Tag Archives: embodiement

Crisis as Meditation

*This is based on my notes from a recent training I offered to staff who work with teens in a crisis home. It involved a meditation, experiential body-awareness exercise, and group discussion about the relationship between crisis and deep embodiment. If you are interested in having a similar workshop or training at your agency, write to me

“We don’t rise to the level of our expectations, we fall to the level of our training.”

― Archilochos

How we react to crisis is how we react to life. The way we train for crisis is to practice in our life. This means that what is needed is a 24-hour-a-day, 365-days-a-year practice routine. The bad news is you don’t get paid for this. The good news is that this is one of the keys to a rewarding and fulfilling life.

We live in a disembodied society. There is very little about the reward mechanisms of our culture that promote self-awareness, especially the awareness of our bodies. Our jobs, education system and daily lives are increasingly becoming more cerebral, and the barrage of instant and constant gratification on our phones creates an opportunity to be distracted each and every moment of the day.

And we have enshrined this in our modern mythology. Our Sci-fi movies show us a future where our consciousness is no longer confined to these pain-and-disease-ridden bodies. There are people in Silicon Valley trying to figure this out right now. This modern myth encapsulates our culture’s highest values: We view our bodies as a mistake to be overcome.

But what I am offering today is a possibility that our bodies, rather than being a mistake, are actually the greatest gift we have. They are the vehicle of our consciousness. Our consciousness is not just housed in our brain but, at the very least, is infused throughout the body. This is the barometer that receives information from our environment. The more we bring our attention to this great tool, the more we can act with the best possible information. This is especially true for crisis.

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Bracing Against the World

Our samskaras, or the accumulation of habits formed from past action and thought, are deep impressions that have dug themselves into our mind-body system. These samskaras manifest in the form of bracing. We tighten in our mind-body in order to push away unpleasantness or to grab at the desirable. It is this contraction that creates the illusion of separation. By bringing our awareness to these deep holdings, they begin to loosen on their own, returning to their natural state.  We stop bracing against the world.

We often think of this in terms of our personal life. We brace against our relationships to other people, to work, and to ourselves. But, there is another set of deep contractions that we rarely, if ever, talk about.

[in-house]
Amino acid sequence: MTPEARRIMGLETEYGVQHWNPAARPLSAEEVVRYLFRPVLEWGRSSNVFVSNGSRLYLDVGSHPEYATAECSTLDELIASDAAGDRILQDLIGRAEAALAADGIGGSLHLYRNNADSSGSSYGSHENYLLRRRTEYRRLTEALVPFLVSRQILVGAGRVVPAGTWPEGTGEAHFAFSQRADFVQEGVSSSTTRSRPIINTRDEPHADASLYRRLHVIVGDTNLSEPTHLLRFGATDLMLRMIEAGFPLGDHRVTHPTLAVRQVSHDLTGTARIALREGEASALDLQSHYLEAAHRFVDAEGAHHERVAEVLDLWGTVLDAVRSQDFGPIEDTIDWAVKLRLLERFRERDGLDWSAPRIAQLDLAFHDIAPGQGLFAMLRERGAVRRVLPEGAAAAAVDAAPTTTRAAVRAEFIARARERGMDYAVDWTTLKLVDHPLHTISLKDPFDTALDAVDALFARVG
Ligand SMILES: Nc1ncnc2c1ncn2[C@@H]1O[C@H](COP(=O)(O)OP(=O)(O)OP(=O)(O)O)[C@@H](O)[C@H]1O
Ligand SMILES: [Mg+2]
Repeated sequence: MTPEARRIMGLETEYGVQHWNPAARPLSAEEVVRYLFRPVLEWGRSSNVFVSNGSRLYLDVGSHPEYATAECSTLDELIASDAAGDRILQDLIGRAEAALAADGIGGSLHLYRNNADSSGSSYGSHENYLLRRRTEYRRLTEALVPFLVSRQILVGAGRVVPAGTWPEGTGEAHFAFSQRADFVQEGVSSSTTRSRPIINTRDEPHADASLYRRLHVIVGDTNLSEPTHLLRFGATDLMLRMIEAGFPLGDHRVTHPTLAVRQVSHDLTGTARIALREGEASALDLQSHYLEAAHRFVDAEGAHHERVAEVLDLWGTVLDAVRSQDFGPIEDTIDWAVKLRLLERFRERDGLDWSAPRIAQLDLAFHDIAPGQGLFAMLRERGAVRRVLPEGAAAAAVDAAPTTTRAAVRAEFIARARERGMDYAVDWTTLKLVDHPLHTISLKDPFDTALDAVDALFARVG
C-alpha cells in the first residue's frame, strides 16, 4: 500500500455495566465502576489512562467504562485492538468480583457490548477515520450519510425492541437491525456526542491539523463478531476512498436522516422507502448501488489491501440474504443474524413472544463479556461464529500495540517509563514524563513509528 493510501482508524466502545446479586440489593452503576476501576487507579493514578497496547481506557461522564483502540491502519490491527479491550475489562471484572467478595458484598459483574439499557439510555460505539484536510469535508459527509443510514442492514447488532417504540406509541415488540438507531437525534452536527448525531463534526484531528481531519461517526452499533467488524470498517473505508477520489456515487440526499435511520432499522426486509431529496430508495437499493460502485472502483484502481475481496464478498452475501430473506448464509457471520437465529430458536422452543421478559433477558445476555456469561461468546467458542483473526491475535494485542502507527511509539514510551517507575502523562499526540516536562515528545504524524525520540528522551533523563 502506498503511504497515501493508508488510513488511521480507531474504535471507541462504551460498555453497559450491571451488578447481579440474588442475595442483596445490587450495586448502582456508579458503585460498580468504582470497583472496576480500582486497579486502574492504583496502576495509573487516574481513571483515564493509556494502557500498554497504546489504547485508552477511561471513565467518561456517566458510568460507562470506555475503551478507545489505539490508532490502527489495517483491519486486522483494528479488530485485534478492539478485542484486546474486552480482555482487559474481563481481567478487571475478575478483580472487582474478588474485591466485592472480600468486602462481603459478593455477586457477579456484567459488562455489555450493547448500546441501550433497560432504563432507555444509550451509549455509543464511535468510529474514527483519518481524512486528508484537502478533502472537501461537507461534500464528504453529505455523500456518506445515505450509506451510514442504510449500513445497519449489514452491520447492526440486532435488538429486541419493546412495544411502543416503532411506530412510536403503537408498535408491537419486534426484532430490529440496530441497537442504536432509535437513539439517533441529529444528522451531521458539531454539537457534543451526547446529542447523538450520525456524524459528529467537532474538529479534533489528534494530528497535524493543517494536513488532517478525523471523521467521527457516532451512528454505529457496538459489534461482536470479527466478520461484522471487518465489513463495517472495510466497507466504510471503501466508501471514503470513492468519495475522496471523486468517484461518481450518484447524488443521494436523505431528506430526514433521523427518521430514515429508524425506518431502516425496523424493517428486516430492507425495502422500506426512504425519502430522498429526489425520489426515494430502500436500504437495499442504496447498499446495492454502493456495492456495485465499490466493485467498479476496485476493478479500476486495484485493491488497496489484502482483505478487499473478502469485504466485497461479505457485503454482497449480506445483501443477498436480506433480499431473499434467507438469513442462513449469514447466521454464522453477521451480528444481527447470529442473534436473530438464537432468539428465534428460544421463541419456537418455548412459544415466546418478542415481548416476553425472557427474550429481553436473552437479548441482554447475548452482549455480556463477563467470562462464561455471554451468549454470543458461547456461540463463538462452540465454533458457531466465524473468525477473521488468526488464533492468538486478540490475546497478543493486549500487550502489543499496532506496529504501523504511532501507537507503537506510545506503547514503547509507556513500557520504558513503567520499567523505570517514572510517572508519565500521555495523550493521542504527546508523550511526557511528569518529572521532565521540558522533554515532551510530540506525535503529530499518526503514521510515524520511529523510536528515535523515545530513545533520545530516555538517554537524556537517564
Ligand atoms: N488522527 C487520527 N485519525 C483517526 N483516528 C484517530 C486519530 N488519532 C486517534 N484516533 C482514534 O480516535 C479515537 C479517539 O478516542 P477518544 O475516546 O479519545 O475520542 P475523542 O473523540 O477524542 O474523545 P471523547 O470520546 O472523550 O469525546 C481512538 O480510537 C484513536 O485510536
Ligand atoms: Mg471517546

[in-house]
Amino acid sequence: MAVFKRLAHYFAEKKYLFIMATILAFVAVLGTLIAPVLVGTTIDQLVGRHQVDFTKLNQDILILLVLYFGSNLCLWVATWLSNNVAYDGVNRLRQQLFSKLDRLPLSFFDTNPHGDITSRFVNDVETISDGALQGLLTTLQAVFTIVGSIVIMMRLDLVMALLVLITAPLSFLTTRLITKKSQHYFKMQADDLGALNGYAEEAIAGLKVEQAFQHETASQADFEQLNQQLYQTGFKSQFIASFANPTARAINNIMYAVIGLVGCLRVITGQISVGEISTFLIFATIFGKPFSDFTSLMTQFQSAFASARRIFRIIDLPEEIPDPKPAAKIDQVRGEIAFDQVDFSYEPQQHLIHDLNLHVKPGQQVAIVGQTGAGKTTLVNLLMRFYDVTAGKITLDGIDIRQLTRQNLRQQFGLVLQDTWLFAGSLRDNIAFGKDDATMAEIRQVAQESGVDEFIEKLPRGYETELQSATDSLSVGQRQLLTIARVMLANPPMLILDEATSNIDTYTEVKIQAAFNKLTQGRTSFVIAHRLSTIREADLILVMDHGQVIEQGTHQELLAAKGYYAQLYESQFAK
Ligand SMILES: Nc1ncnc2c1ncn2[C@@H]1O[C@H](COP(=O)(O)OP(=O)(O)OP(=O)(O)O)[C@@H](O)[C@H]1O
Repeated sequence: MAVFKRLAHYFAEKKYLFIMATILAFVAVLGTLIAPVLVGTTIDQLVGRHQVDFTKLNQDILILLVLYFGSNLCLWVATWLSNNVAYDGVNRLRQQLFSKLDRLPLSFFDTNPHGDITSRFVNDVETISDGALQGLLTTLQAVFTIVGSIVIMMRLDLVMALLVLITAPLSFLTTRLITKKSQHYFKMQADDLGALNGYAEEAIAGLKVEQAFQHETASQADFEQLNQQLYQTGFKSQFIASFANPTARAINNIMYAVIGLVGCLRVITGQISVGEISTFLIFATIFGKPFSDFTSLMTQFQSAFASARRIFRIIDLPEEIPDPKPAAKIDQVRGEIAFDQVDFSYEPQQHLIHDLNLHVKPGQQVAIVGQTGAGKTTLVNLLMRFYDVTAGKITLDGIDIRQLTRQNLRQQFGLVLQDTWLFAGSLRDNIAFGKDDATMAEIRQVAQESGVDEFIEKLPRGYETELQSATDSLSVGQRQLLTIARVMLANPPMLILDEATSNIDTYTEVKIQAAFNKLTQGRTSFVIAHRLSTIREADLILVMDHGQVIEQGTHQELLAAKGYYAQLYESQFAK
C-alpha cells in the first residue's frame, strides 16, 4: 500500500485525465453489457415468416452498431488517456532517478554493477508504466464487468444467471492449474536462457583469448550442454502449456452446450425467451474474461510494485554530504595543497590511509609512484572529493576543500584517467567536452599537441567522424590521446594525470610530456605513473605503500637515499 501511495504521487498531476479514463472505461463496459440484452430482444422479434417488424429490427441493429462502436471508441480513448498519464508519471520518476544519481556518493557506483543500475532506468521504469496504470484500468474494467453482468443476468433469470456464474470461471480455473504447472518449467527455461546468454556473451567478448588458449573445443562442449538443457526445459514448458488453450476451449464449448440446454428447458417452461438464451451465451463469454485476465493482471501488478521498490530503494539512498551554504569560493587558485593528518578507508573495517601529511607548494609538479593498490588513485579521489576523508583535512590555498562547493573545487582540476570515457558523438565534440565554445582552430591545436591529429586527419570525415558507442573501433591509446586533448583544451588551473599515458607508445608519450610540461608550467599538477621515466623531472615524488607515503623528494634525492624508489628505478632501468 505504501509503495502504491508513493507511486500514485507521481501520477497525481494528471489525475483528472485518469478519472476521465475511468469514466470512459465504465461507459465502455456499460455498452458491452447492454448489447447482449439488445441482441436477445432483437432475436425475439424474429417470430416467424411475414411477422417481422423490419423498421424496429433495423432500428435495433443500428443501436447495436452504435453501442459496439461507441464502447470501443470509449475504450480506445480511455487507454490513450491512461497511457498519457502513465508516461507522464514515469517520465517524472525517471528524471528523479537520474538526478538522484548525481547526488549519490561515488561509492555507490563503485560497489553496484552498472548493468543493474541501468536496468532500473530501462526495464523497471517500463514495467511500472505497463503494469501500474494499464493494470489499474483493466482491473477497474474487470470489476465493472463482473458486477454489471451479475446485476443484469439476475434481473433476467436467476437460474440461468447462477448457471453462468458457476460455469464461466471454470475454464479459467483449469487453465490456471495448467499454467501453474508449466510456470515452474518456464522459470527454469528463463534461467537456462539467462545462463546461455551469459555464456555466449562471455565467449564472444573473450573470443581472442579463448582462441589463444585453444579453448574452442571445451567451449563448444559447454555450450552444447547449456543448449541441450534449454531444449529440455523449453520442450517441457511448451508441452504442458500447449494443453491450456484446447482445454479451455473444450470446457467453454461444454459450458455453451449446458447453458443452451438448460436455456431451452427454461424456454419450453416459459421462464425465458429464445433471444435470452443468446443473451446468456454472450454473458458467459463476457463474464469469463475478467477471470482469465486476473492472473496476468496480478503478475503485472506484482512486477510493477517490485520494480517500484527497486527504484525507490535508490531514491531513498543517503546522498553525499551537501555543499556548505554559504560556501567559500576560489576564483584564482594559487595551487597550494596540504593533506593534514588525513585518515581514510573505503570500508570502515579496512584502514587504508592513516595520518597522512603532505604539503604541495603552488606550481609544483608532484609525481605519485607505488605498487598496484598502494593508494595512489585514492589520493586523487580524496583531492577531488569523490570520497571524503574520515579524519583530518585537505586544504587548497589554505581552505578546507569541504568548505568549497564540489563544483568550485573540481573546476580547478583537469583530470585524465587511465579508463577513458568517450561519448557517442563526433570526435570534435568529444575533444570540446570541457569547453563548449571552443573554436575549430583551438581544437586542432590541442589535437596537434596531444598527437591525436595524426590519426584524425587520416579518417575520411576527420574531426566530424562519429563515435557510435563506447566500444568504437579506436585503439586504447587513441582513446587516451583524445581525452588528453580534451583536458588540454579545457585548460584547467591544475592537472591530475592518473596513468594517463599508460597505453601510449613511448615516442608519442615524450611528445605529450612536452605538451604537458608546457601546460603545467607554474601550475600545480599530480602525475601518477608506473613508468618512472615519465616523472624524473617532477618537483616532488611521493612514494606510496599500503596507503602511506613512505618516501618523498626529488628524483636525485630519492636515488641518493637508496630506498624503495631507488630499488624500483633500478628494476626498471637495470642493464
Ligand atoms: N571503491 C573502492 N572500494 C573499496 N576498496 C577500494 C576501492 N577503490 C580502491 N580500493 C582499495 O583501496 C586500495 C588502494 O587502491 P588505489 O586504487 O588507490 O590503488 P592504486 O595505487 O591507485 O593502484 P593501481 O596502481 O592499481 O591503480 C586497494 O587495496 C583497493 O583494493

We constantly brace against the immense suffering that surrounds us and the inevitable guilt we feel as an accomplice. Every time we buy something… anything, drive a car, turn on the electricity in our homes, or even travel to a dharma retreat, our mind-body braces against the horror of our involvement in the exploitation of people and the planet, and we brace again to stave off the helplessness of having no escape in sight. It is this bracing that allows us to continue without fully acknowledging our role as accomplice, or if we do it stays hidden from sight or subdued as a subtle whisper.

We brace out of the mistaken fear that we will drown in the world’s pain, but what we seek to protect is merely the outer shell of our Being. By protecting it, we not only create a dam from the world, but also from ourselves. The world’s suffering is our suffering. We spend precious energy maintaining this illusion of separation.

When we lower the floodgates, this outer shell begins to crumble against life’s oncoming river. What remains is something remarkable- the fierce courage of an open heart.  This heart carries the tides of grief and beauty on its inhale and exhale like a billowing sea, informing the way we inhabit the world and animating each step. This heart sings the song of the world.

For most of us, this is not a one-time event, but a continual and gradual letting go. I have found that each time I allow myself to feel, I discover a new part of me that is still holding on, not yet ready to let go, still believing in a someone to protect from a world out there.

But this also leaves me with a strengthened faith in the process, for an open heart is inherently satisfying. It teaches that the world’s pain contains seeds of its power. And, if we are ever going to change the oppressive power structures at play, we will need that power to do so.

Problems cannot be solved without being acknowledged, and all of us, I don’t care if you have spent years in spiritual retreat or years protesting on the streets, can go a little deeper.

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